At mile 15 I came upon Rob, who had run a 55k at Capitol Peak the day before. We were at an aid station so we walked together for a moment. He was tired, but said he felt good...no nausea or dizziness....just tired. No kidding! I'd be tired too if I had run that far the day before. Eventually I started on my way again. Thus began a 4 mile stretch along the river that was on all concrete. It was at this point that my legs started to feel noticeably sore. We were also running into a slight headwind. I just kept thinking to myself, that when we crossed over to the other side the wind would be on my back and there just had to be softer asphalt again eventually! Fortunately when we did cross over the river that was the end of any significant concrete.
Picture courtesy of Tom Riley
At mile 20 I saw that I had about an hour and 15 minutes to beat 4:30. Breaking 4:30 has been my holy grail and I would have felt really happy about making this goal. At every other marathon I've slowed down in the last six miles. So even with a slow down I figured I had a really good shot at breaking 4:30. But I've never felt this strong at this point either. I started thinking that breaking 4:20 was attainable if I could just keep up this pace. I'd been saving a double espresso clifshot for just this moment. At the next aid station I downed it with some water. It sure was nasty! But it did the trick. From this point on I was only passing others, and I don't remember getting passed. I'd see someone ahead and think, they look strong I'll catch them and run with them. But then I'd pass them. I kept telling myself, you are strong, you are strong. And I didn't have to convince myself of it, I really felt it! I also told myself, you are an ultra runner, you can run right through this marathon! At mile 23 the course went through Skinner Butte park where there were a lot of people out cheering. I grabbed their energy and carried it with me. I felt so good! I think this is where I saw Tom R., taking pictures. It was great to see someone I knew. I also received a lot of "go maniac' cheers through this area too. And I just kept on reeling the other runners in....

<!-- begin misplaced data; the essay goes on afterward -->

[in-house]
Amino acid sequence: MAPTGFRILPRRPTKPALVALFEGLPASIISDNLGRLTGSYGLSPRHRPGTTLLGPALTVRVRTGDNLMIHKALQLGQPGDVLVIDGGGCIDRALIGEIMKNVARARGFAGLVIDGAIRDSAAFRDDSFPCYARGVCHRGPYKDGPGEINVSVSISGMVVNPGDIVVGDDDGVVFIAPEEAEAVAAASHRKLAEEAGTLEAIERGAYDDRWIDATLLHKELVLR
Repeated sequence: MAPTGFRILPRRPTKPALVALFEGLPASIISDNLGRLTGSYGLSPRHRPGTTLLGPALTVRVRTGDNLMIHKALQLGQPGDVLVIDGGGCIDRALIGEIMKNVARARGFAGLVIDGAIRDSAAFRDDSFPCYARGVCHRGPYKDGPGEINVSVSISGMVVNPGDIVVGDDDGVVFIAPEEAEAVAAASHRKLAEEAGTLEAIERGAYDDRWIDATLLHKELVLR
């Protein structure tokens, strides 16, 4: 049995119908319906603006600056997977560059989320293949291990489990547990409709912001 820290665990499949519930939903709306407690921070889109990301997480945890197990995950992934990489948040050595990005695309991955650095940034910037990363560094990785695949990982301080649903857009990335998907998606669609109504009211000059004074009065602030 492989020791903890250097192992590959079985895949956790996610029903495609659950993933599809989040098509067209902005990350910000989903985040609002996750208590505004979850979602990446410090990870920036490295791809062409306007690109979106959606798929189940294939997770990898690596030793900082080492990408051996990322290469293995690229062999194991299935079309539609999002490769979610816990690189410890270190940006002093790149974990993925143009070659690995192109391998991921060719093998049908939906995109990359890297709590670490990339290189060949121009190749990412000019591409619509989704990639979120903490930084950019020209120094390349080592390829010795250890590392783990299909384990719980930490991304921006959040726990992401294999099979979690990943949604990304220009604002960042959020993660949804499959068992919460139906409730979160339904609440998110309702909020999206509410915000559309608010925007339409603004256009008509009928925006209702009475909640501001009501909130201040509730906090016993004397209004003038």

Oh well!) They ran with me along the sidewalk for a few blocks which was a lot of fun. But eventually the little guy couldn't keep up so we agreed to meet at the finish. I kept going strong and was still picking off people. Soon I reached the 26 mile marker and I turned it on. The course rounded a corner and I could see the finish line with the clock ticking off 4:17:xx. I was exhilarated to see that I was going to break 4:20 and kicked it in. Chip time: 4:16:21
I hung out in the finisher's area for a short time, grabbed some food to go and then exited so I could find the boys. Soon Darrell found me and then the boys. We all chatted for a while. Darrell will tell his own story, but it sounds like he had a good race despite being sick from a cold. Eventually we ran into Eric and Jenny who both had good races too. We chatted for a while longer but by now the boys were getting antsy. So we decided it was probably best to head home. I'm sorry to have missed the post-marathon meet-up, but I was glad that we were able to meet up for the time we did. Hopefully we'll have a chance to see each other again soon.
I'm thrilled to have a new marathon PR. But even more exciting for me is to know that I can keep up a steady pace for the marathon distance. I was tired and sore for the last few miles, but I learned that doesn't have to prevent me from maintaining the intensity. Running a sub 10 minute mile pace in a marathon is huge for me. It's changed my thinking about what I'm capable of accomplishing.